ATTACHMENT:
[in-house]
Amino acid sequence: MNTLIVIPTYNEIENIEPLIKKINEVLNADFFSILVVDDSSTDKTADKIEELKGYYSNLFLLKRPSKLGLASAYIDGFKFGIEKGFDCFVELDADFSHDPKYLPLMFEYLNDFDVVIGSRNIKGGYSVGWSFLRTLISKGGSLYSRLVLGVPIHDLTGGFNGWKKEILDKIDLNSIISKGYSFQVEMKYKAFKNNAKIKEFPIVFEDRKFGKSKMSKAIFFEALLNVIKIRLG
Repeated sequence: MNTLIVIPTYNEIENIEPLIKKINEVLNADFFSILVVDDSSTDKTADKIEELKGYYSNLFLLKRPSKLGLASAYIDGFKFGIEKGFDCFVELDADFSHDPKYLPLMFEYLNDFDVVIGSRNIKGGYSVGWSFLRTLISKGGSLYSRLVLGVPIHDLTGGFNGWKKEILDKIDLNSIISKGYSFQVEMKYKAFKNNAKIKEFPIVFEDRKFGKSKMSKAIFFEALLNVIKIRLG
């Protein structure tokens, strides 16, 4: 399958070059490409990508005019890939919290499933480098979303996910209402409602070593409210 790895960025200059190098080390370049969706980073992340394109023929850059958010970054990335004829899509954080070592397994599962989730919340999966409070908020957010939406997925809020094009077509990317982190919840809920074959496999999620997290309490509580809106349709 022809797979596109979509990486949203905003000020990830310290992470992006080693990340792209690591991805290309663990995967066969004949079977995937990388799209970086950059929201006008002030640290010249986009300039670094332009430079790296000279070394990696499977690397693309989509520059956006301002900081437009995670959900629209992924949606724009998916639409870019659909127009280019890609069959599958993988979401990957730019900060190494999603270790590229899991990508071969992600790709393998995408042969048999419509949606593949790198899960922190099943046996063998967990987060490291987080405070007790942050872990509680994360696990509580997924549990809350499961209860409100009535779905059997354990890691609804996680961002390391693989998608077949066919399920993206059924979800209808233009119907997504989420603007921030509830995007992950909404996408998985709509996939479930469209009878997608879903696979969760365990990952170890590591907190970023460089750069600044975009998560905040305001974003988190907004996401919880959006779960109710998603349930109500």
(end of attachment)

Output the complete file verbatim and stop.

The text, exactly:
[in-house]
Amino acid sequence: MNTLIVIPTYNEIENIEPLIKKINEVLNADFFSILVVDDSSTDKTADKIEELKGYYSNLFLLKRPSKLGLASAYIDGFKFGIEKGFDCFVELDADFSHDPKYLPLMFEYLNDFDVVIGSRNIKGGYSVGWSFLRTLISKGGSLYSRLVLGVPIHDLTGGFNGWKKEILDKIDLNSIISKGYSFQVEMKYKAFKNNAKIKEFPIVFEDRKFGKSKMSKAIFFEALLNVIKIRLG
Repeated sequence: MNTLIVIPTYNEIENIEPLIKKINEVLNADFFSILVVDDSSTDKTADKIEELKGYYSNLFLLKRPSKLGLASAYIDGFKFGIEKGFDCFVELDADFSHDPKYLPLMFEYLNDFDVVIGSRNIKGGYSVGWSFLRTLISKGGSLYSRLVLGVPIHDLTGGFNGWKKEILDKIDLNSIISKGYSFQVEMKYKAFKNNAKIKEFPIVFEDRKFGKSKMSKAIFFEALLNVIKIRLG
């Protein structure tokens, strides 16, 4: 399958070059490409990508005019890939919290499933480098979303996910209402409602070593409210 790895960025200059190098080390370049969706980073992340394109023929850059958010970054990335004829899509954080070592397994599962989730919340999966409070908020957010939406997925809020094009077509990317982190919840809920074959496999999620997290309490509580809106349709 022809797979596109979509990486949203905003000020990830310290992470992006080693990340792209690591991805290309663990995967066969004949079977995937990388799209970086950059929201006008002030640290010249986009300039670094332009430079790296000279070394990696499977690397693309989509520059956006301002900081437009995670959900629209992924949606724009998916639409870019659909127009280019890609069959599958993988979401990957730019900060190494999603270790590229899991990508071969992600790709393998995408042969048999419509949606593949790198899960922190099943046996063998967990987060490291987080405070007790942050872990509680994360696990509580997924549990809350499961209860409100009535779905059997354990890691609804996680961002390391693989998608077949066919399920993206059924979800209808233009119907997504989420603007921030509830995007992950909404996408998985709509996939479930469209009878997608879903696979969760365990990952170890590591907190970023460089750069600044975009998560905040305001974003988190907004996401919880959006779960109710998603349930109500």